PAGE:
13 October 2016
By Dan Garisto
Grass and crop fires can emit more of certain types of hazardous fumes than wood fires, a new study finds. Results from the study could help scientists better understand the dangers from fire emissions, allowing firefighters or individuals close to a fire to react more appropriately, according to the study’s authors.
The new research uses field measurements of fire emissions to show there is a relationship between harmful nitrogen-containing volatile organic compounds, or NVOCs, produced by a fire and the nitrogen component of a fire’s fuel.
Grasses and crops typically have higher nitrogen content than wood, so burning them produces more NVOCs, according to the study published in Geophysical Research Letters, a journal of the American Geophysical Union.
Due to their chemical composition, many NVOCs are harmful to human health and the environment—some, like hydrogen cyanide, are caustic to the lungs. Because of this, fires from particularly nitrogen-rich fuels might pose greater health concerns than those with less nitrogen content, according to Matthew Coggon, an atmospheric scientist at the Cooperative Institute for Research in Environmental Sciences (CIRES) at the University of Colorado Boulder, and lead author of the new study.
The new study also finds one type of NVOC used by scientists to track fire emissions is produced in much lower concentrations during wood fires, meaning some emissions could be going undetected by conventional methods.
“What we’re finding is that (biomass) emissions … can be attributed to what type of fuel they’re coming from,” Coggon said.
A burning mystery
In forest-fire prone areas, like Colorado, understanding what types of emissions are coming from fires is important for the health of local residents and firefighters who are frequently exposed to emissions.
In the new study, Coggon and his team compared emissions from residential wood-burning fires to those from crop fires to probe the relationship between nitrogen content and emissions. The researchers used a high-resolution mass spectrometer, an instrument that uses differences in molecular weight to measure chemical composition, mounted on top of a van to detect concentrations of NVOCs from fires.
The field results confirmed previous laboratory experiments that found in general, wood produces lower amounts of NVOCs when burned than do grasses or crops. Researchers had suspected that the difference in NVOC emissions was due to the difference in nitrogen content between types of fuels, but until this study, the relationship had only been investigated in laboratories. The new study confirms the relationship between nitrogen content and NVOC emissions in the field.
According to Coggon, these results have important implications. For example, a community downwind of a grass fire could be exposed to higher concentrations of health-impacting NVOCs than one downwind of wood stove emissions.
After investigating several fires, Coggon and his colleagues also discovered that their instrument was registering startling results: there was far less of one type of NVOC, acetonitrile, than expected. Scientists use acetonitrile, an NVOC that persists in the atmosphere for weeks or months following a fire, to detect emissions from biomass burning. Because it is used as a tracer for biomass burning, the researchers expected acetonitrile concentrations would be present in higher levels for all fires.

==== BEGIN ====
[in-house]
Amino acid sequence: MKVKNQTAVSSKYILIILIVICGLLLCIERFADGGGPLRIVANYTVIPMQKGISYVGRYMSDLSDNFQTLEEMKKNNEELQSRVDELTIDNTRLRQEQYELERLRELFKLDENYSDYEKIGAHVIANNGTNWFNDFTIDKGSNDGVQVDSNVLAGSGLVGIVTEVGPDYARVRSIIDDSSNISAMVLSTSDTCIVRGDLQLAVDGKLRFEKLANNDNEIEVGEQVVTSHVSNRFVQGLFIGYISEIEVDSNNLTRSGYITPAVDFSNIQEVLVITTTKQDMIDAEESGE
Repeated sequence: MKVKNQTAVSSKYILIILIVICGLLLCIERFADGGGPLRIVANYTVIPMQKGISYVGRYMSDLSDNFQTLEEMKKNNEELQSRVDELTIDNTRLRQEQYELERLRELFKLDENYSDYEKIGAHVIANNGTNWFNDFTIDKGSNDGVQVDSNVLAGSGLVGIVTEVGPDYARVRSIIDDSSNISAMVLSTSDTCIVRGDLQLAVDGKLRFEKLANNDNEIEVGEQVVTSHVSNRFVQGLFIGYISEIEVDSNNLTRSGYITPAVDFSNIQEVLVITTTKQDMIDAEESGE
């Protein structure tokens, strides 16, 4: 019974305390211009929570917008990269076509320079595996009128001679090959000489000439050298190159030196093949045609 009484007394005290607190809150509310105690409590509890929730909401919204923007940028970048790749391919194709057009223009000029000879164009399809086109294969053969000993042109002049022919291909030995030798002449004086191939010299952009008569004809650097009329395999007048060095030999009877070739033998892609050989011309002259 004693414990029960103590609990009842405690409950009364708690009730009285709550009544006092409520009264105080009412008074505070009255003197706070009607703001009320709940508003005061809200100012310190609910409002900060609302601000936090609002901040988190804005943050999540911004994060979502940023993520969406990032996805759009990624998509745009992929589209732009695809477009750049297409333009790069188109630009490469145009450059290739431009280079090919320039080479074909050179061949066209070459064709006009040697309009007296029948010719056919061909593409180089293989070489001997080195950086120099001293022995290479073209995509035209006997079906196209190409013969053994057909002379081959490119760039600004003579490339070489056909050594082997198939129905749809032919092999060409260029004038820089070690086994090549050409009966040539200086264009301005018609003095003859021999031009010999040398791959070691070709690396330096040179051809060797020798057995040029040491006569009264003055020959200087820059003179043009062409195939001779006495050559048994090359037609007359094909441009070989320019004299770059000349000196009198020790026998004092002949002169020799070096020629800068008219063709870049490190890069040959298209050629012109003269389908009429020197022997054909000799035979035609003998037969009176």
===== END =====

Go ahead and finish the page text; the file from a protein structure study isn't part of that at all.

The researchers drove around Boulder and Aspen, Colorado to investigate this discrepancy. When they smelled or detected a fire with the mass spectrometer, they would park the van and measure its emissions.
Coggon and his co-authors found atmospheric concentrations of acetonitrile were approximately 10 times higher during crop fires than during residential wood fires. Although the researchers expected NVOC concentrations to be higher for crop and grass fires, they were surprised at the large discrepancy between acetonitrile concentrations.
“We noticed that the commonly used biomass burning tracer acetonitrile was not enhanced during measurements of residential wood burning,” Coggon said. “But it was enhanced when you went out and looked at a fire from an agricultural crop.”
The results put limits on the usefulness of acetonitrile as a tracer for biomass burnings, according to the authors. Although it is still an effective tracer for some fires, acetonitrile’s limited presence in emissions from low-nitrogen biomass burnings could mean that some fire emissions would go undetected, according to the study.
“We’ve been using atmospheric measurements of one compound, acetonitrile, for tracers of biomass burning emissions for many years,” said Steven Brown, a research chemist at the National Oceanic and Atmospheric Administration in Boulder, Colorado, who was not involved with this research. “This is a study that demonstrates nicely where that’s appropriate and where that’s not.”
The new study confirms that fires from fuels with higher nitrogen content tend to produce more NVOCs, but scientists still don’t know why fires generated by fuels with the same nitrogen content produce varying amounts of certain NVOCs, like acetonitrile.
“My hypothesis is that some of that variability could be due to different amino acids that are present in different parts of a tree or a biomass,” Coggon said. “For our paper we couldn’t say anything about that because we don’t have the amino acid content in each of these different forms of biomass. It’s a hypothesis, but it is an interesting one.”
Moving forward, Coggon and his team will be using the Missoula Fire Sciences Laboratory—a center for fire research—to further investigate emissions from burning biomass.
“We’ll aim to understand the importance of fuel composition on the emissions,” he said.
—Dan Garisto is a science writing intern at the American Geophysical Union.